Remembering live music in Europe

I wrote an article for the March 2017 issue of Stereophile called “The Permanent Jazz Festival: The Rise of Europe and the Future of Jazz.” It presented two theses: that much of the energy in jazz now comes out of Europe, and that the best place to feel that energy is in the crowd at a European jazz festival. There are hundreds of them throughout the year.

I had planned to write a sequel. I had three trips to Europe booked for 2020—all canceled of course. The loss of live music is not the worst casualty of the pandemic, but it matters. For now, the only sequel possible must be drawn from the past.

This is not a sequel. This is a few memories to which I cling.

Jazz in Europe is a different experience. Europeans have never thought of jazz as anything but art. “The jazz community” actually exists in Europe, where jazz fans are bound by their membership in a counterculture with foreign origins. Lee Konitz was American, but he lived in Germany for many years. He once said, “Jazz is what we have instead of religion.” In Europe, not only major cities but an amazing number of small towns have their own jazz festivals.

Gârâna (pop. 126) is a village on a mountaintop in western Romania. A 1996 jam session in a farmhouse somehow grew into the Gârâna Jazz Festival. The main venue is a field rented from a local farmer. The festival program identifies the field as “Poiana Lupului,” which means “Wolf Meadow.” There are almost no hotels in the area. Driving to Wolf Meadow from the village, you see many tents on the side of the road.

Behind the rows of logs where the crowd sits, enormous vats of goulash bubble and steam. Gârâna is in July, but the mountaintop is bitter cold at night. Two thousand people huddle together on the logs and sip tuicâ, Romanian white lightning, from clear plastic bottles.

I was there in 2016, for the festival’s 20th anniversary. The program had Nils Petter Molvær and a trio of Jack DeJohnette, Ravi Coltrane, and Matthew Garrison. Coltrane’s soprano saxophone pierced the night air. Arild Andersen’s quartet with Tommy Smith played the last set on the last night and ended the festival with triumphant anthems. Smith’s clarion tenor saxophone was one with the wind that blew through the tall trees surrounding the meadow, trees stark against the faint light of a starlit sky. To be there made you feel like one of the Chosen.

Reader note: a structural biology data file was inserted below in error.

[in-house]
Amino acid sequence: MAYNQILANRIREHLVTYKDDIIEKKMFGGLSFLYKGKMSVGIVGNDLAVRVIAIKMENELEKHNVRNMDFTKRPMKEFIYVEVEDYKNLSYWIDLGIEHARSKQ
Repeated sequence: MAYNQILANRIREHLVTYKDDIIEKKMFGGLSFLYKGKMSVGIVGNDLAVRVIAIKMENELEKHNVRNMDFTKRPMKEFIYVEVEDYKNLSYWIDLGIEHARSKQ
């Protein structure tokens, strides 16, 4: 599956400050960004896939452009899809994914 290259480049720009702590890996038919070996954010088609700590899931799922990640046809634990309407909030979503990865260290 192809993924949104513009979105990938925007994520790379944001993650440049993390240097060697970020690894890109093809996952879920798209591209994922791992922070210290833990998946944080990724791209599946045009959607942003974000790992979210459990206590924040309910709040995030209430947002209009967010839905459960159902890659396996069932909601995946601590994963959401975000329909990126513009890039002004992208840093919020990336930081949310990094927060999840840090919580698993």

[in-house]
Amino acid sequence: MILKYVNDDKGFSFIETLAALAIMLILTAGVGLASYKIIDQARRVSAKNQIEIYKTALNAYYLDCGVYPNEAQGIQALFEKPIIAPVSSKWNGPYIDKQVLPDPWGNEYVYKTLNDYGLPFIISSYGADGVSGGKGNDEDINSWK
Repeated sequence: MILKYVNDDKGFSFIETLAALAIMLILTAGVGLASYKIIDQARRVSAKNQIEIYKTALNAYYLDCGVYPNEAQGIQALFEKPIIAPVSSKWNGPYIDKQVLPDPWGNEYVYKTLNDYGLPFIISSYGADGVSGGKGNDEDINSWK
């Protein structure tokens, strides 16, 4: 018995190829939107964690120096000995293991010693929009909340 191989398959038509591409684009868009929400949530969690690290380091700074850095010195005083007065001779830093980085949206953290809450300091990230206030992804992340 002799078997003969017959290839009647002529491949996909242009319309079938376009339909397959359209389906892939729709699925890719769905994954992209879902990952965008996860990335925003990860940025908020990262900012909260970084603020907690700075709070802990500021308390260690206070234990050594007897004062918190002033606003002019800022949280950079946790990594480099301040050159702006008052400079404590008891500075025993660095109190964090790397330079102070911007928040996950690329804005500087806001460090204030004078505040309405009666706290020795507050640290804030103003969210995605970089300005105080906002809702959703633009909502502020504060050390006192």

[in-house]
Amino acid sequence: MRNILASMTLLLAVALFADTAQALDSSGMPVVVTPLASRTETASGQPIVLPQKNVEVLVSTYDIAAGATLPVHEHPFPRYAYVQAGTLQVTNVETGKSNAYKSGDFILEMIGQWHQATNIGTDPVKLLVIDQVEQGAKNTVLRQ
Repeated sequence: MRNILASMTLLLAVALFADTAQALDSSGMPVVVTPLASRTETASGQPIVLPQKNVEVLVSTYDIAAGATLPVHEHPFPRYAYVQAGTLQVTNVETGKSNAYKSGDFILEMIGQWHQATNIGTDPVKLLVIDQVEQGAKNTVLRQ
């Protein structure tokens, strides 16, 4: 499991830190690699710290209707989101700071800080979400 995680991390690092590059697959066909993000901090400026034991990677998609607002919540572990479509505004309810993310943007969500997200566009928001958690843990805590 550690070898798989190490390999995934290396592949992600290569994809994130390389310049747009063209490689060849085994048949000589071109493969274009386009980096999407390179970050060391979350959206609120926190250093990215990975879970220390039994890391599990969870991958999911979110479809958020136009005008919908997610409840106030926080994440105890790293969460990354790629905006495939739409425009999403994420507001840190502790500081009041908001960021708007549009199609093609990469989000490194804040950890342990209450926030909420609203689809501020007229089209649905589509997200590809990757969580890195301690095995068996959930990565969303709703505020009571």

In Europe, those who present music pay close attention to setting. (It helps that Europe is full of castles, ancient monasteries, and magnificent town squares.) There is a festival in Bolzano, Italy, whose entire identity is based on placing music in transformational environments. (It helps that the Tirol region of northern Italy is one of the most beautiful places on earth.) At the Südtirol Jazz Festival, edgy emerging musicians, mostly young, play on bridges over gorges and on rock outcroppings 7000 feet up in the Dolomites, reachable only by cable car.

In 2018, Maria Faust gave a quintessential Südtirol concert. She composes deep rituals and performs them with a brass-and-woodwind octet she calls “Sacrum Facere”—in Latin, “to make sacred.” Her band played from a high ledge in a stone quarry with a sheer cliff face behind. Faust’s music evolved patiently in dark, rich blends. The meaning of the evening came from the relationship between the resonant music and its context of silent stone.


Not all settings are idyllic. Serbia is one of the poorest countries in Europe. Against all odds, Belgrade sustains a world-class jazz festival. There is no Serbian phrase for “off the grid,” because the grid barely exists. In 2012 and 2013, the festival’s after-hours club for jam sessions was located near downtown, in a mostly abandoned building known by its acronym, BIGZ. It had once been a large printing factory, but by 2000 it had fallen into dereliction and was a jungle of graffiti. The building’s owners rented spaces to artists for ateliers and to musicians for rehearsal studios. The club was on the seventh floor. At 2 a.m., you had to climb seven flights of stairs. No one trusted the elevator.

When I entered through a heavy door, Leszek Mozdzer, one of the great pianists of Poland, was soloing. He had performed a stunning concert earlier in the evening in the festival’s main auditorium but apparently had left some things unsaid. Playing a cheap electric keyboard, he unleashed a vast solo that kept circling back on itself and spilling forth again.

The room’s tall windows would have offered a view over the Sava River if they had ever been cleaned.

Shai Maestro, from Israel, played after Mozdzer. He is an ECM artist now, but he was little known in 2013. He generated powerful swells from the undersized keyboard, but his drummer, Ziv Ravitz, also from Israel, stole the night. Ravitz took a monstrous, wild, 20-minute solo. When he finally finished at 3 a.m., he stood up, smirked, and walked away. The crowd went crazy.

Was it really one of the best drum solos I ever heard? I will never know. In Europe, music is inseparable from its place and its moment in time.

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